Esports has an unnoticed problem – player injuries

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Esports in India have gradually seen a boom in the past couple of years, especially after the pandemic. The 2020 pandemic is largely responsible for setting the growth trajectory of esports players and gaming content creators in India. Seated and playing from the comfort of their homes, esports careers are assumed to be safer than athletic sports.

In a 2020 published report by YouGov, it was identified that even gamers do not necessarily know what esports are. In many markets, this is in part due to more casual and mobile gamers, who represent a large and significant group of players – but one also less familiar with esports. The report noted that only 36% of Indian gamers are familiar with esports and still have a lot of potential to grow. This is one of the reasons for recent investments by marquee investors.

But the nascent esports sector has got a problem – player injuries. For the audience, this might seem odd. There is a misconception that esports players cannot be prone to injuries as the games are not a test of players’ physical abilities. In January 2021, Thomas “ZooMaa” Paparatto —then a top esports player in the Call of Duty League retired at the age of 25 due to injuries.

“For a while, I had no range of motion in my thumb,” Paparatto recalled in a recent interview with The Washington Post. A ganglion cyst, likely caused by gaming, had developed on one of his thumb tendons in 2016 and required surgery. “It was something I struggled with the entire second half of my career,” he said. “I always felt the wear and tear after long gaming sessions, and it was difficult to live the professional grind.”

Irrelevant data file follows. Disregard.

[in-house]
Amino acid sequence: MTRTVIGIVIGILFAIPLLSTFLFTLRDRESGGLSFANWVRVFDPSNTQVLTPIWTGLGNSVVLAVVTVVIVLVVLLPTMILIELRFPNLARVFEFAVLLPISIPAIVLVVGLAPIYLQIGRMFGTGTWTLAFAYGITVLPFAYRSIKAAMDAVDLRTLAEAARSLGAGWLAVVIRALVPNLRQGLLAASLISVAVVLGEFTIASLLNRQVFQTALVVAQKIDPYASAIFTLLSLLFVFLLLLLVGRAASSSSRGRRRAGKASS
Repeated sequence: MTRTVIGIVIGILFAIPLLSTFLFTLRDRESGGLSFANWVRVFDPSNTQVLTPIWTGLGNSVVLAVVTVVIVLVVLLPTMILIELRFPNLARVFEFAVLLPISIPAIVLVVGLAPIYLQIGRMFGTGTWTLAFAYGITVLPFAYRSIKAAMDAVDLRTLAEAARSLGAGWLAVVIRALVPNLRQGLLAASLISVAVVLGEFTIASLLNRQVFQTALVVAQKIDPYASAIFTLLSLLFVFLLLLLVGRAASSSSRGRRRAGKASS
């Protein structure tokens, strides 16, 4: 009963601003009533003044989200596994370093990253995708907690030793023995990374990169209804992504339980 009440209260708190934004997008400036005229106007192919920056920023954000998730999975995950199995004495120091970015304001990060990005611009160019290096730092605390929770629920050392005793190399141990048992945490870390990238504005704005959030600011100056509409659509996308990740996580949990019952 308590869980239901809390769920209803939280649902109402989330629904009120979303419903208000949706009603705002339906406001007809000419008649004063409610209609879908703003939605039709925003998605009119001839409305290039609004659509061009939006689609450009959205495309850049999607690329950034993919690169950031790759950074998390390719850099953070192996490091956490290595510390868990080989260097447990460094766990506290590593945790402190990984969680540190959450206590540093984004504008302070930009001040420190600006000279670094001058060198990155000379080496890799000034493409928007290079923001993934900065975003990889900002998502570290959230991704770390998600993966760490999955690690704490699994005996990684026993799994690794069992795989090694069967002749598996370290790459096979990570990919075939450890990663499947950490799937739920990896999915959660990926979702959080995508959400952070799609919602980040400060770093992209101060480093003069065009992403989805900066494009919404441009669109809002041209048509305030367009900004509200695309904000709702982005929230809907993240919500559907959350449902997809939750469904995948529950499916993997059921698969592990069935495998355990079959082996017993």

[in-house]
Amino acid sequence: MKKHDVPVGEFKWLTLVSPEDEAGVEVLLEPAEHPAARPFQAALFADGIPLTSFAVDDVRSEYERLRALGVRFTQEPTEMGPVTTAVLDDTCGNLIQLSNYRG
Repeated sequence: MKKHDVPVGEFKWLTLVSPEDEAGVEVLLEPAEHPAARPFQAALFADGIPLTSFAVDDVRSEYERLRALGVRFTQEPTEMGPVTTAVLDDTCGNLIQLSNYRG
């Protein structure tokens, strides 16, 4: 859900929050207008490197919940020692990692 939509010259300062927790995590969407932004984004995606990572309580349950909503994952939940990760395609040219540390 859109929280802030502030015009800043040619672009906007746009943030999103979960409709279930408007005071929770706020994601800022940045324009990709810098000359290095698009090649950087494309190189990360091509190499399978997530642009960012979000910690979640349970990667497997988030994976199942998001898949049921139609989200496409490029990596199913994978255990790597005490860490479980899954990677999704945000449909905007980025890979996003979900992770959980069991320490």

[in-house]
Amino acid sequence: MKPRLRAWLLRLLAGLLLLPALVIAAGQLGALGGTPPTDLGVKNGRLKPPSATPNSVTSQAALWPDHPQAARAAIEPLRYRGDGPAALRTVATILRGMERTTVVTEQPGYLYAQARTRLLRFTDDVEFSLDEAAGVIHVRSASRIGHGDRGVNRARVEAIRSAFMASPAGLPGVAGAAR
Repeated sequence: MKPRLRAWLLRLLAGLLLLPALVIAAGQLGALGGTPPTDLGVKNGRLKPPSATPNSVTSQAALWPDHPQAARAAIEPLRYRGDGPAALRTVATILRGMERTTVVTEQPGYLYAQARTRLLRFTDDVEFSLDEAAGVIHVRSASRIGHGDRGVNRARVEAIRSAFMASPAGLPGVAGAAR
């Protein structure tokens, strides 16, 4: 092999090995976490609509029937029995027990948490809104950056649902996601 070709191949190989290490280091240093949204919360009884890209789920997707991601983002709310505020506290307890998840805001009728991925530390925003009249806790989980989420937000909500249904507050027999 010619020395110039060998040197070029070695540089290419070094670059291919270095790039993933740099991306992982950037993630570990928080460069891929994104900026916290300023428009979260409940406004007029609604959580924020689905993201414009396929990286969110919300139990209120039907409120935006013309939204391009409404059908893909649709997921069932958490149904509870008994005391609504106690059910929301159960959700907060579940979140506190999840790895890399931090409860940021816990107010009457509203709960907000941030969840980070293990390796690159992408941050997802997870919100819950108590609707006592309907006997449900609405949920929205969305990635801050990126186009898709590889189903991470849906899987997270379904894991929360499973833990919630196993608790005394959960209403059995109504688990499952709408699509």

While traditional sports like cricket, tennis, badminton often lead to obvious, acute injuries, such as a shoulder dislocation, twisted ankle, or ligament injuries, esports ailments are chronic and difficult identity in the initial stages. As such, esports gamers often continue to play in competitive environments unaware that they have internal health issues.

Esports players are prone to migraine attacks, back problems, neck and forearm injuries. The high responsiveness and focus required for games make gamers often forget to pay attention to their health. Also consider the fact that most gamers prefer night-long gaming, which disrupts the natural sleep cycle.

Other prominent players like “League of Legends” pros Hai Lam and Kurtis “Toyz” Lau Wai-Kin, as well as “Dota 2’s” Clinton “Fear” Loomis, retired in their 20s due to wrist and hand injuries. “Today, I’m announcing my retirement from competitive Dota,” said Fear. “I have been living my dream of being a professional gamer for over a decade now, and in that time I’ve accomplished each of the goals I placed for myself and for EG Dota. Now, I have to pursue a new goal-getting healthy. I still have a passion for Dota and for competing, but the long-term health of my arm has to come first. Thank you all for your support,” Loomis said while retiring in 2016.

To combat injuries, gamers should invest some time to rejuvenate by taking breaks in-between the sessions, practicing muscle movement exercises, and most importantly following a regular sleep cycle.

Dr. Lindsey Migliore, director of player performance for the esports organization Evil Geniuses says in addition to treating individual cases, popularizing and legitimizing esports medicine among gamers, the general public, and even the broader medical community are among her long-term goals.

Philippe “Vulcan” Laflamme, a 22-year-old “League of Legends” player for Evil Geniuses, said to Washington Post that injuries and the fear of early retirement have always been in the back of his mind. He has experienced wrist, neck, and back pain throughout his career and says the support of professionals like Migliore has changed his approach to gaming.

It is also not too late for esports organizations and federations to come together and create awareness about the fit lifestyle for pro gamers to avoid physical and mental injuries.